The Russian military has halted airstrikes in areas of Syria as part of a cessation of hostilities agreement, state media reported Saturday. But sporadic violence between militants and some rebel groups was reported around the country — although it appeared to have diminished significantly.
Russia has stopped attacks on armed groups included in the temporary truce, defense ministry official Sergei Rudskoi said.
Terrorist groups involved in the clashes, including ISIS and al Qaeda-linked al-Nusra Front, are not part of the truce agreement.
Multiple shells hit Syrian capital Saturday, the government-run news agency reported.
The shelling came from rebel-controlled neighborhoods in the capital, a military source told the news agency.
The source said the mortar shells came from the neighborhoods of Jubar and Duma, and called on Syrians living in those rebel-held neighborhoods to help stop the shelling.
“We call on the residents of these neighborhoods to put pressure on these terrorists and do not give them the opportunity to spoil the efforts to return stability and security to these areas,” the military source told the news agency.
The London-based Syrian Observatory for Human Rights also reported the incidents of violence, but said things are quieter in general.
It said there were clashes between regime forces and rebels in Latakia, and other incidents of violence between government forces and ISIS fighters in Aleppo.
In Latakia, 12 rebel fighters were killed in clashes with government forces, according to the observatory.
ISIS, rebels clash
ISIS fighters also clashed with other rebel groups in Aleppo and Homs, the observatory said.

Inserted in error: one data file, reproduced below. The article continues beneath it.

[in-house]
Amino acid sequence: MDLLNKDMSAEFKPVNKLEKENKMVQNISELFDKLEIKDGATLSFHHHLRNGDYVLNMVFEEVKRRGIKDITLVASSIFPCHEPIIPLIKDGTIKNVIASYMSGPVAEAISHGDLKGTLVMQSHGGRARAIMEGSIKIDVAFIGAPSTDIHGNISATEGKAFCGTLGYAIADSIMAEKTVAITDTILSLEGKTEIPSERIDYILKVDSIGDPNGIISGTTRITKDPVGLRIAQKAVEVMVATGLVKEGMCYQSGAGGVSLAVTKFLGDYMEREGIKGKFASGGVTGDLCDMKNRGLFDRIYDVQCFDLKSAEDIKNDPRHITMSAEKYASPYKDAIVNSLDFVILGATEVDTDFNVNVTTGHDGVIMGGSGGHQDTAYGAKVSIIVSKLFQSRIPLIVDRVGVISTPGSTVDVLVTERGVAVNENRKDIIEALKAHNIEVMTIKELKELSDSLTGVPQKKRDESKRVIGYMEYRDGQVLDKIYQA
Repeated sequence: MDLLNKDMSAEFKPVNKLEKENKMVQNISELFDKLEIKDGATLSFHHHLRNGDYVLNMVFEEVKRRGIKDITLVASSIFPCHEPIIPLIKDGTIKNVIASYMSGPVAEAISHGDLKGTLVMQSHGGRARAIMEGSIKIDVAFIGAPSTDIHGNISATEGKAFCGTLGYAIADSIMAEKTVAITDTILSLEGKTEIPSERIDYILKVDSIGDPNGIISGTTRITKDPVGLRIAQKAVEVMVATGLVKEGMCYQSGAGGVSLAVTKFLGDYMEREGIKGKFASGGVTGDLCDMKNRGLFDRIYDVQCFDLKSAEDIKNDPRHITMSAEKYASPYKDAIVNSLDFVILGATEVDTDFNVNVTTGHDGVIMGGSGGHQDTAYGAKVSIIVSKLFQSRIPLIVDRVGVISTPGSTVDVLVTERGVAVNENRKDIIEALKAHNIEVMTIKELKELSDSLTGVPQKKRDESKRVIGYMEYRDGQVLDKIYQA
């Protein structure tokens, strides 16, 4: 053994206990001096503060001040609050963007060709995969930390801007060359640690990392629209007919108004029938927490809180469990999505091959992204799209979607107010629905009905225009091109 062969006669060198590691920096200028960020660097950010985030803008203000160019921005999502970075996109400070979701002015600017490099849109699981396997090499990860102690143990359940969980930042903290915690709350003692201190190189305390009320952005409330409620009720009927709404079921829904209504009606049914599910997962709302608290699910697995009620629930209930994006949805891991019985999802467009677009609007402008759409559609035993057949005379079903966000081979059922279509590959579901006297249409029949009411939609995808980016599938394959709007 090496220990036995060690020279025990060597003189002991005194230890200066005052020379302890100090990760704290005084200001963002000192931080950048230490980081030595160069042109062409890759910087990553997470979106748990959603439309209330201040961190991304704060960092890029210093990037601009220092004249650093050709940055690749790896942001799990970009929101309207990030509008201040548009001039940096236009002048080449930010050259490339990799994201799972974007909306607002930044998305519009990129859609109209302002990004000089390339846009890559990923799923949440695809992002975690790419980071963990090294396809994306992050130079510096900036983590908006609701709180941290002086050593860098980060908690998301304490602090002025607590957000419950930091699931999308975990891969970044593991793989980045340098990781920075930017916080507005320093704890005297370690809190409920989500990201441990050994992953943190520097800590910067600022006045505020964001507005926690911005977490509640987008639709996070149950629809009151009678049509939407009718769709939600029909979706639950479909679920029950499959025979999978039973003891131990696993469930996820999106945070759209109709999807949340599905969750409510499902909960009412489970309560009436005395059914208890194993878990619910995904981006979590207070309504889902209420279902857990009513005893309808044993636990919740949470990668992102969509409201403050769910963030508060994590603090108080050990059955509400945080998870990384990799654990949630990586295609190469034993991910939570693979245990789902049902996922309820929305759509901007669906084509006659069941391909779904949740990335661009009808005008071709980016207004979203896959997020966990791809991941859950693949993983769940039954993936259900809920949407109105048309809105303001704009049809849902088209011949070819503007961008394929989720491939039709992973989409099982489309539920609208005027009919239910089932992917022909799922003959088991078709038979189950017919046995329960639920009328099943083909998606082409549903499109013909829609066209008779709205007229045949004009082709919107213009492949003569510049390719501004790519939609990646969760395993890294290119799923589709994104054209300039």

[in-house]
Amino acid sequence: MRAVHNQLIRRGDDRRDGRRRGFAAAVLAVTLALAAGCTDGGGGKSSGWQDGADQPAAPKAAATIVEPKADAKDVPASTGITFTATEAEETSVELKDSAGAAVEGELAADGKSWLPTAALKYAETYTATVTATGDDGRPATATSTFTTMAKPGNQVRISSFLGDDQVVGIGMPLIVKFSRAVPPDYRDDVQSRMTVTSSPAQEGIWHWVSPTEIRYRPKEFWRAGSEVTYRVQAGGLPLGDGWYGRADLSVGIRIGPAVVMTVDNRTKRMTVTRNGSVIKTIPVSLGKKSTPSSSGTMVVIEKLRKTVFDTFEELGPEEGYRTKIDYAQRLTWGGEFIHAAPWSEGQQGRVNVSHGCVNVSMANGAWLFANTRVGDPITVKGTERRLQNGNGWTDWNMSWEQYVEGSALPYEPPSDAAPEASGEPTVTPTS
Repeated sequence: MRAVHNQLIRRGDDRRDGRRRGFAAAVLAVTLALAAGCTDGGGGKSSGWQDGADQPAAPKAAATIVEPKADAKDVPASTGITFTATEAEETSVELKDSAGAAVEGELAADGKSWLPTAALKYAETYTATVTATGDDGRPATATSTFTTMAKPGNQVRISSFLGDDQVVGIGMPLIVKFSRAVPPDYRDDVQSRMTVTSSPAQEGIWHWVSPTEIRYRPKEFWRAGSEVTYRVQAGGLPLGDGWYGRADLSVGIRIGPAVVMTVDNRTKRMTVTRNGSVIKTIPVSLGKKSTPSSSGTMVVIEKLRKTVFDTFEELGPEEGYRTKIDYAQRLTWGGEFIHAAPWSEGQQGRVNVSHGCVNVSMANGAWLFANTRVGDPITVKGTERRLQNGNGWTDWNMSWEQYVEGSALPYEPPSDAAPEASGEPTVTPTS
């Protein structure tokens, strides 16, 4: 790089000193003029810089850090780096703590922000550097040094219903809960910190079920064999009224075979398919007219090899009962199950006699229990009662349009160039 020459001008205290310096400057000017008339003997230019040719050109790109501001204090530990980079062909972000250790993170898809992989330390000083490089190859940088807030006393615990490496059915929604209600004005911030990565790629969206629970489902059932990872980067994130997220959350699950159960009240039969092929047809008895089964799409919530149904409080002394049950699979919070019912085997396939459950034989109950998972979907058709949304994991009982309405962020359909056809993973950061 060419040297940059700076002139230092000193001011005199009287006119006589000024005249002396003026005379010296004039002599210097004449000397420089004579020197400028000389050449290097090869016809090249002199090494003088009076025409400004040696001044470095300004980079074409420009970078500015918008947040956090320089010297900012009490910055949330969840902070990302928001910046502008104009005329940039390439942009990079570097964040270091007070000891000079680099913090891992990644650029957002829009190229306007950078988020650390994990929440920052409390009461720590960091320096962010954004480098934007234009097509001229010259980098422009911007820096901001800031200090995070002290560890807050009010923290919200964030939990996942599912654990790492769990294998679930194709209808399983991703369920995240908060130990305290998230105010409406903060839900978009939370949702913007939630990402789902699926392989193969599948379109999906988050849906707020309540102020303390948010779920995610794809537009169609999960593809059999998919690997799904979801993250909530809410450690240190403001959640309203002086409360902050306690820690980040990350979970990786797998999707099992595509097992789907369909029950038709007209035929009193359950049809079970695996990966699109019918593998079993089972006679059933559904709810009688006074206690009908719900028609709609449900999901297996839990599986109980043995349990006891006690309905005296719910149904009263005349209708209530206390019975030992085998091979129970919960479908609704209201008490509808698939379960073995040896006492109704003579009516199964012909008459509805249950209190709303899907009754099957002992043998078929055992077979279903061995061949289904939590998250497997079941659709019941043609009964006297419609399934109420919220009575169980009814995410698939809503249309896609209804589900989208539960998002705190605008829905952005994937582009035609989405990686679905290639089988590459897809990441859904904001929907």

And ISIS used Twitter to claim responsibility for a suicide attack Saturday near the town of Salmiya, in Hama province.
The statement said the attack targeted regime forces gathering in Hama’s suburbs.
Nevertheless, initial indications showed violence was significantly reduced — a relief to Syrians living in the rubble of bombed-out cities.
U.N. special envoy Staffan De Mistura said reports indicated “suddenly both Daraa and Damascus had calmed down.”
An unusual quiet has descended on major cities in Syria, said Rami Abdulrahman, director of the SOHR. He did note there were brief exceptions, including some unexplained explosions reported in the north.
But nobody expects peace to settle over the nation overnight, De Mistura said.
If there are violations, he said, “the important point that we need to see is that if those incidents will be quickly brought under control and contained.”
‘Our best chance’
Another Syria task force meeting will take place Saturday afternoon in Geneva to assess whether the truce is being respected, De Mistura said.
The cessation of hostilities is considered by some to be the most hopeful sign in years that fighting in the nation, where the conflict has killed at least 250,000 people, will subside.
Earlier Friday, the U.N. Security Council voted unanimously in favor of a resolution backing the halt in fighting and asking for all parties to abide by the terms of the cessation.
A main Syrian opposition group, the High Negotiations Committee, said 97 of its factions agreed to respect the two-week truce that starts with the cessation of hostilities. But it warned the government and Russia not to target it under the pretense of attacking terrorist groups such as ISIS and al-Nusra Front.
CNN’s Nick Paton Walsh, Mohammed Tawfeeq and Alla Eshchenko contributed to this report.